My idea as of right now is to ignite a small charge on the very tip of the nozzle capable of pulling on the folded drogue chute and its chords. The burn time would be small enough so that there is no way for the small rocket to keep pulling on the parachute with all the length of chord that needs to be pulled. Also, Theo W. Knacke in its book states that the burn time was so small that protection agiants the hot gases was never an issue. However, we would still need to investigate it further with testings. I intend this to be my Final Degree Project with my Aerospace Engineering Degree.
 

caralbur

New Member
Joined
Sep 29, 2021
Messages
4
Reaction score
1
Does your University team have a mentor or faculty advisor with HPR experience? Are you currently enetered in a competition, and if so which one?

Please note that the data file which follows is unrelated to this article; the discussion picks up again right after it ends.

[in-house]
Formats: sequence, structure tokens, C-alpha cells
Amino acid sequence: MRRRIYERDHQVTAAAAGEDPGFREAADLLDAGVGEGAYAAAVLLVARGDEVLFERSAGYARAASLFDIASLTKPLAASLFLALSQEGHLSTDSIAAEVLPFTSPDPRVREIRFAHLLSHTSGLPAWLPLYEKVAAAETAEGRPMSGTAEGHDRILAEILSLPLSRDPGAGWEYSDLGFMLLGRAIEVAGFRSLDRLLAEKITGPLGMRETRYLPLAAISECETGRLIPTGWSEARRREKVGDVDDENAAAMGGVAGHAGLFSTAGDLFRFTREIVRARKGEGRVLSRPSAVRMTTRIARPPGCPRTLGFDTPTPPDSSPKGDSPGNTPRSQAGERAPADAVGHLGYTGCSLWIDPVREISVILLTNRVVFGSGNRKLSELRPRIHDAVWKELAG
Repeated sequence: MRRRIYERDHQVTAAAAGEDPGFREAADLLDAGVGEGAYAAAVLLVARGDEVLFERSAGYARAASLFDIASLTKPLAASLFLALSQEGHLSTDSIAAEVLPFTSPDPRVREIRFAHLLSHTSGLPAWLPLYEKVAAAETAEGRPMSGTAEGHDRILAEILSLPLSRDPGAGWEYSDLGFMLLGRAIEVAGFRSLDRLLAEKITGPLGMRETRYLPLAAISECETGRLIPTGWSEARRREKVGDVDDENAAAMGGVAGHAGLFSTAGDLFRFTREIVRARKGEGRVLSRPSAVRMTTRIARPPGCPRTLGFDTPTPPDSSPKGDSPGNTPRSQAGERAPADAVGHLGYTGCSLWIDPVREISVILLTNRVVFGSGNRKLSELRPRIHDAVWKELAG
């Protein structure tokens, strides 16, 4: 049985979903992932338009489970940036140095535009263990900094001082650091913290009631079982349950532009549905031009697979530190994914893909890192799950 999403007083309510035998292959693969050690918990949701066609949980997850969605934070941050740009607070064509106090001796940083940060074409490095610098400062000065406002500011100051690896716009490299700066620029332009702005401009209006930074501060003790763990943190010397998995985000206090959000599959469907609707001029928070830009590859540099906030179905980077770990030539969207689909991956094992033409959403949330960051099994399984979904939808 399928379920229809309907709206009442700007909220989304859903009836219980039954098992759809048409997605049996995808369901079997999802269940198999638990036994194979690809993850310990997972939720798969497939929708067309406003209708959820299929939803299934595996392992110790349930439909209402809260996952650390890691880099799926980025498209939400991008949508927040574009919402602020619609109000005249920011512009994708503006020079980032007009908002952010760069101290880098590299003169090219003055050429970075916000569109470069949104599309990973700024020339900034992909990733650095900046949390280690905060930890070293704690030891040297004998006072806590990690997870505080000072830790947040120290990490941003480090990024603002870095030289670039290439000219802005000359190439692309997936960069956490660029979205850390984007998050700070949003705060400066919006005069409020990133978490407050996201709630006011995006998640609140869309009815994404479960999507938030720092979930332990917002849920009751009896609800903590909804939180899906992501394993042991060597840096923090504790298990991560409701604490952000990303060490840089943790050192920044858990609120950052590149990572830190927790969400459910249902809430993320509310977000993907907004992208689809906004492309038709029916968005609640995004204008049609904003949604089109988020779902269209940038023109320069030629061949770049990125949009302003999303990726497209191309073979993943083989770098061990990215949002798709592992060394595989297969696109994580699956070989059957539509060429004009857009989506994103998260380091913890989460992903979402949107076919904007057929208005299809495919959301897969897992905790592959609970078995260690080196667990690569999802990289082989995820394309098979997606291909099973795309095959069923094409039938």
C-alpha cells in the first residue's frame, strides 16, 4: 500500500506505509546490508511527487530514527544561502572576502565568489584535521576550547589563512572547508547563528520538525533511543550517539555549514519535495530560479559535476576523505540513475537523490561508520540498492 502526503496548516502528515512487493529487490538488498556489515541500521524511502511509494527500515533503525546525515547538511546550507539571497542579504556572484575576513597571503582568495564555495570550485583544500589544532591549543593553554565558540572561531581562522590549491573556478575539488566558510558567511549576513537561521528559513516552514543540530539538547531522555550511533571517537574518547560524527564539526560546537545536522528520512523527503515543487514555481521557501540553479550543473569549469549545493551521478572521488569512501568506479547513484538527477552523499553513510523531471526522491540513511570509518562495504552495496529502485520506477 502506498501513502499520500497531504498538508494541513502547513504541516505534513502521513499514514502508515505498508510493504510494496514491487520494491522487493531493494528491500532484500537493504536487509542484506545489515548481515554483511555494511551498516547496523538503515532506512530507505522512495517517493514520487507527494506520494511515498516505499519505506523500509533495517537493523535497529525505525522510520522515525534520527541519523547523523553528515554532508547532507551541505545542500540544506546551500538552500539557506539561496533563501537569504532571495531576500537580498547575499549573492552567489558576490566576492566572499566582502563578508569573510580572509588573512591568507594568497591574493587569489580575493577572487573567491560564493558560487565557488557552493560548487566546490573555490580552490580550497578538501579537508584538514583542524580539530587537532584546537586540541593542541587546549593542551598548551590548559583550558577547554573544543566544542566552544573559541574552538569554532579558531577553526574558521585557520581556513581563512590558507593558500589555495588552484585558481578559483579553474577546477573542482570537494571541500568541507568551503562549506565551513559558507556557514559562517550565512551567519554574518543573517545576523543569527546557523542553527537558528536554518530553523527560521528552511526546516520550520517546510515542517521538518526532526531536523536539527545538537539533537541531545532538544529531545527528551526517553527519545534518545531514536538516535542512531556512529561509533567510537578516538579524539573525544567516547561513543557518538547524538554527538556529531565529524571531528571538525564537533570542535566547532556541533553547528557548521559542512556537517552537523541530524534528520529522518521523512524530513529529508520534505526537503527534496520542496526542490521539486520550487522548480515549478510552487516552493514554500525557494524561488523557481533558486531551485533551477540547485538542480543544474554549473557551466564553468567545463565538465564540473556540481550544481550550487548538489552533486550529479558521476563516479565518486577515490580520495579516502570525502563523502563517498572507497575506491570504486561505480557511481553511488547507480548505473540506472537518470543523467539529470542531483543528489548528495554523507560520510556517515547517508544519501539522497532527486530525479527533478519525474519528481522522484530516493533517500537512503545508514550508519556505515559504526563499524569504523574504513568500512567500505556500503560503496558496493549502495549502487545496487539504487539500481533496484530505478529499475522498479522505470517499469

We are a team located in the Polythecnic University of Valencia, Spain. The first Team in the city and third of the country. Model rocketry is far less common here in Europe than in the US. Even though we are all mostly undergraduates of Aerospace Engineering, none of us, including advisors, have any model rocketry experience. Advisors have worked extensively in solid propulsion, aerodynamic surfaces and so on, but never actually built a HPR.

We want to join the EuRoC 2022 Competition for a 3000 m (≈ 10.000 ft) solid propellant rocket. Our rocket will measure around 2.2 m (≈ 7'2 ft), diameter of 13 cm (≈ 5'1 inches) with a weight of around 13 kg (≈ 29 lbs). We will use pyrotechnic ejection and we have succesfully tested it on smaller rocket. We were wondering if this Rocket Extractor method would be feasible. I highly doubt we will be able to design and test this system, if we eventually decide to try it, for this year's competition.
 

boatgeek

Well-Known Member
Joined
Dec 27, 2014
Messages
4,998
Reaction score
4,156
Is it a good idea? Honestly, seems way too complicated. And I would definitely want to see a standard pyrotechnic backup. Even without a pyrotechnic backup it wouldn't save any weight.

The only way I could imagine this working is something like the following: